A Year and a Half journey with Namshi Tech

Today, I bade farewell to the team and the culture that introduced me to software development. A year and six months have passed since I landed my first job straight out of college as a Junior Software Engineer at Namshi where I had the great, the average and the bad days. I must admit, time has passed super fast.

It was a very exciting journey, from completing my first assignment, changing robots.txt :–), to the latest extra large, super complicated tasks, it was a journey involving lots and lots of learning and late working hours.

I was lucky to join Namshi Tech at a time where migration to a more sustainable, robust and scalable architecture was taking place. After a little bit of struggling with completing assignments on legacy software, Symfony2 kicked in and paved the way of my learning path and ended up to be my most valuable experience. Javascript for me was that nice language I used to manipulate DOM elements, I could not be more wrong! After finally understanding what a directive is supposed to be, I started working with AngularJs and I couldn’t help but be amazed on what it can achieve. Fighting and watching my teammates fight through the craziness of Javascript, NodeJs came into the picture and my first impression was exactly as you might think, this javascript craziness on the server?! But the simplicity and the ultimate performance of this platform proved me wrong again.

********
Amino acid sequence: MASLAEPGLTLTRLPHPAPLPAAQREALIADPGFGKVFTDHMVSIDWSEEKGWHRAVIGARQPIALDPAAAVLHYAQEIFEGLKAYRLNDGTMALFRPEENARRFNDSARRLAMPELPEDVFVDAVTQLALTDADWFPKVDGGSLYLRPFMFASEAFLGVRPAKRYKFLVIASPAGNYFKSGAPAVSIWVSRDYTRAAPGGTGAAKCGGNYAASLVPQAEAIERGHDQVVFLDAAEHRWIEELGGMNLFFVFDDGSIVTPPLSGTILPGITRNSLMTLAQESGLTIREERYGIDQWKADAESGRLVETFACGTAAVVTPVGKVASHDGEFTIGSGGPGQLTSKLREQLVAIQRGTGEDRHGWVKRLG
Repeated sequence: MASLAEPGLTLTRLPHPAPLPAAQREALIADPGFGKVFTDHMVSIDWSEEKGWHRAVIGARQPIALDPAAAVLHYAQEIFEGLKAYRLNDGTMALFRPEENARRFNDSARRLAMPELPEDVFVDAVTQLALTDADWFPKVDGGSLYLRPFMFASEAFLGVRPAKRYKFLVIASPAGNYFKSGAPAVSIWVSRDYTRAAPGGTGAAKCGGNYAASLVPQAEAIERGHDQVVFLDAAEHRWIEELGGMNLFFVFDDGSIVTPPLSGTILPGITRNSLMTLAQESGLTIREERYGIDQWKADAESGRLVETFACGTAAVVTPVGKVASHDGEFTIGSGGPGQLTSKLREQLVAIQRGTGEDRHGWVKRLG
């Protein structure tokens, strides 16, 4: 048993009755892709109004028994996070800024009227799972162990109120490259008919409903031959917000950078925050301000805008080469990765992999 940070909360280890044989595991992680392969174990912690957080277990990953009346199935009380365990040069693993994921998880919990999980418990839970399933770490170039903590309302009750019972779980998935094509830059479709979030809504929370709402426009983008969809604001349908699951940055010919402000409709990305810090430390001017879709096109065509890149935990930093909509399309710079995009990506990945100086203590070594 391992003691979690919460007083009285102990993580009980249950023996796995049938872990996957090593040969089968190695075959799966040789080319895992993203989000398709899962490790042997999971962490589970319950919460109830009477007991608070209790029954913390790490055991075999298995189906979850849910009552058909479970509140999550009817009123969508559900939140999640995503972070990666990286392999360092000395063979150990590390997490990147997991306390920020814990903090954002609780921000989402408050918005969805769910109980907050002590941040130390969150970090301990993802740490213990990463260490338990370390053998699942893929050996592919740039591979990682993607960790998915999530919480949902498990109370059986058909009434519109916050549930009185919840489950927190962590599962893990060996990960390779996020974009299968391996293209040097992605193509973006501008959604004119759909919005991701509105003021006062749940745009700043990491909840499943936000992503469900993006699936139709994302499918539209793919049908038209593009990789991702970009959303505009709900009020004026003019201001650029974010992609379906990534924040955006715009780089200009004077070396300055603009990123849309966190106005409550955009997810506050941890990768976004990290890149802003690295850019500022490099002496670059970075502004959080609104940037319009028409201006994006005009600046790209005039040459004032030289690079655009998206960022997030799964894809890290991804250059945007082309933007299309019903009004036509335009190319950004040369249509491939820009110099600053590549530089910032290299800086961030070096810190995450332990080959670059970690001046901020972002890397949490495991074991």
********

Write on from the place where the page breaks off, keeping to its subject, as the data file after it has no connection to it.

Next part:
The newly employed technologies brought with them a set of valuable practices like code review, code testing and automated testing tools, pair programming and many more which are very important skills for a software developer to pick up.

Attending SymfonyLive London 2014 was a great chance to meet people from the Symfony and PHP community, getting to know the latest trends surrounding this framework and most importantly, realizing that there are people across continents facing the same issues and struggling through the same parts you had hard time working on. The level of passion towards software is just fascinating!

One of the most valuable lessons I learned was that paying back to the open source community is an important part of our job as software developers. During this period at Namshi, I had the chance to participate in Mockserver and shisha.

Finally, words of gratitude go to Alessandro Nadalin for taking a leap of faith in hiring a fresh graduate and going through the painful process of developing him from scratch. I just hope I set a right example. Of course, lots of thanks to the team and to Alessandro Cinelli for sharing their knowledge and their guidance along the way.

On the Namshi Wall